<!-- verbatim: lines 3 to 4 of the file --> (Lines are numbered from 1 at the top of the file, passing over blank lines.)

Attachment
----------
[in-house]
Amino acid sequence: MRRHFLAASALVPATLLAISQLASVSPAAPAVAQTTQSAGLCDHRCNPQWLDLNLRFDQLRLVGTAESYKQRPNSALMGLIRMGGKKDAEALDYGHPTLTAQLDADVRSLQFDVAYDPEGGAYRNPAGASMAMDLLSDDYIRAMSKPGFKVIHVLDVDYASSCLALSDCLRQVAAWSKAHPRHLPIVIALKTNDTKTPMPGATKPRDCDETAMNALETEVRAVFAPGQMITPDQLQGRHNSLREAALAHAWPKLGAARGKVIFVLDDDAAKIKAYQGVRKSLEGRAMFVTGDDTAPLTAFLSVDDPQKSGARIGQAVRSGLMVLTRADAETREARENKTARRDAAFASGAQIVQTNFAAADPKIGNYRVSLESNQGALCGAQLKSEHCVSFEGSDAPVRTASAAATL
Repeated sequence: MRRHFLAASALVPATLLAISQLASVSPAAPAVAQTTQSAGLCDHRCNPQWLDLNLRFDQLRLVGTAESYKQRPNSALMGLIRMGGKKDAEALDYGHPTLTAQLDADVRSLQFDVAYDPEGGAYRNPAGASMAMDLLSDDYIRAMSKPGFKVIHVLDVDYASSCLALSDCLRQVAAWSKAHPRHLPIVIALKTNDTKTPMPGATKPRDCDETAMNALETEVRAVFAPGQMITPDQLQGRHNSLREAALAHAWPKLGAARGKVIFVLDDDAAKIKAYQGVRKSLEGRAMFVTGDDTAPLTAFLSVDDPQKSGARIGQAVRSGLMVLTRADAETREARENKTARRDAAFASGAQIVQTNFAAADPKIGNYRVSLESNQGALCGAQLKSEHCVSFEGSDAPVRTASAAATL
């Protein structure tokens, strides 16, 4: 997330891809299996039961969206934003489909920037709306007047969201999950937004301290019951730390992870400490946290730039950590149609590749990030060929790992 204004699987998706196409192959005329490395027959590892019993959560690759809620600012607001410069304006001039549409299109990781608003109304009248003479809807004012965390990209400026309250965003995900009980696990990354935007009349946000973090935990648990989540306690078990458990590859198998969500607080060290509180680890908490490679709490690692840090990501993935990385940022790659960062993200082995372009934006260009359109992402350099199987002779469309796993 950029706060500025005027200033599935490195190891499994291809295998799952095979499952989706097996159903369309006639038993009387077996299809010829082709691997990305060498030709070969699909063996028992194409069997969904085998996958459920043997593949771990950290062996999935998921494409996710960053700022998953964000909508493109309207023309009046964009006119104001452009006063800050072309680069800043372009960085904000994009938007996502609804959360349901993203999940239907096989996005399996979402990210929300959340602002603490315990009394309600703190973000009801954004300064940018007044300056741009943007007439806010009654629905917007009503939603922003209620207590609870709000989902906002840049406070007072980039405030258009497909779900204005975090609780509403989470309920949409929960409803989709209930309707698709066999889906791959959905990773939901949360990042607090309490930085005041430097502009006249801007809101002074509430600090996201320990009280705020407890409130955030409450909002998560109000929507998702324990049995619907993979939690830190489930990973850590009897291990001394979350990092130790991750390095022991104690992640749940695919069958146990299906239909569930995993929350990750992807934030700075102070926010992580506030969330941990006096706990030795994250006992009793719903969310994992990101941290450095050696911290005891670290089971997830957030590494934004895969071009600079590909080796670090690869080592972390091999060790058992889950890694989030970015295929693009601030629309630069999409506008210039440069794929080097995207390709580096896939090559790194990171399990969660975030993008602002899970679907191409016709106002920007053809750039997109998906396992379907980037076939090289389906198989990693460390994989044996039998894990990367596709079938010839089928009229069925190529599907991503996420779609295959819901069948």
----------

Repeated sequence: MRRHFLAASALVPATLLAISQLASVSPAAPAVAQTTQSAGLCDHRCNPQWLDLNLRFDQLRLVGTAESYKQRPNSALMGLIRMGGKKDAEALDYGHPTLTAQLDADVRSLQFDVAYDPEGGAYRNPAGASMAMDLLSDDYIRAMSKPGFKVIHVLDVDYASSCLALSDCLRQVAAWSKAHPRHLPIVIALKTNDTKTPMPGATKPRDCDETAMNALETEVRAVFAPGQMITPDQLQGRHNSLREAALAHAWPKLGAARGKVIFVLDDDAAKIKAYQGVRKSLEGRAMFVTGDDTAPLTAFLSVDDPQKSGARIGQAVRSGLMVLTRADAETREARENKTARRDAAFASGAQIVQTNFAAADPKIGNYRVSLESNQGALCGAQLKSEHCVSFEGSDAPVRTASAAATL
């Protein structure tokens, strides 16, 4: 997330891809299996039961969206934003489909920037709306007047969201999950937004301290019951730390992870400490946290730039950590149609590749990030060929790992 204004699987998706196409192959005329490395027959590892019993959560690759809620600012607001410069304006001039549409299109990781608003109304009248003479809807004012965390990209400026309250965003995900009980696990990354935007009349946000973090935990648990989540306690078990458990590859198998969500607080060290509180680890908490490679709490690692840090990501993935990385940022790659960062993200082995372009934006260009359109992402350099199987002779469309796993 950029706060500025005027200033599935490195190891499994291809295998799952095979499952989706097996159903369309006639038993009387077996299809010829082709691997990305060498030709070969699909063996028992194409069997969904085998996958459920043997593949771990950290062996999935998921494409996710960053700022998953964000909508493109309207023309009046964009006119104001452009006063800050072309680069800043372009960085904000994009938007996502609804959360349901993203999940239907096989996005399996979402990210929300959340602002603490315990009394309600703190973000009801954004300064940018007044300056741009943007007439806010009654629905917007009503939603922003209620207590609870709000989902906002840049406070007072980039405030258009497909779900204005975090609780509403989470309920949409929960409803989709209930309707698709066999889906791959959905990773939901949360990042607090309490930085005041430097502009006249801007809101002074509430600090996201320990009280705020407890409130955030409450909002998560109000929507998702324990049995619907993979939690830190489930990973850590009897291990001394979350990092130790991750390095022991104690992640749940695919069958146990299906239909569930995993929350990750992807934030700075102070926010992580506030969330941990006096706990030795994250006992009793719903969310994992990101941290450095050696911290005891670290089971997830957030590494934004895969071009600079590909080796670090690869080592972390091999060790058992889950890694989030970015295929693009601030629309630069999409506008210039440069794929080097995207390709580096896939090559790194990171399990969660975030993008602002899970679907191409016709106002920007053809750039997109998906396992379907980037076939090289389906198989990693460390994989044996039998894990990367596709079938010839089928009229069925190529599907991503996420779609295959819901069948």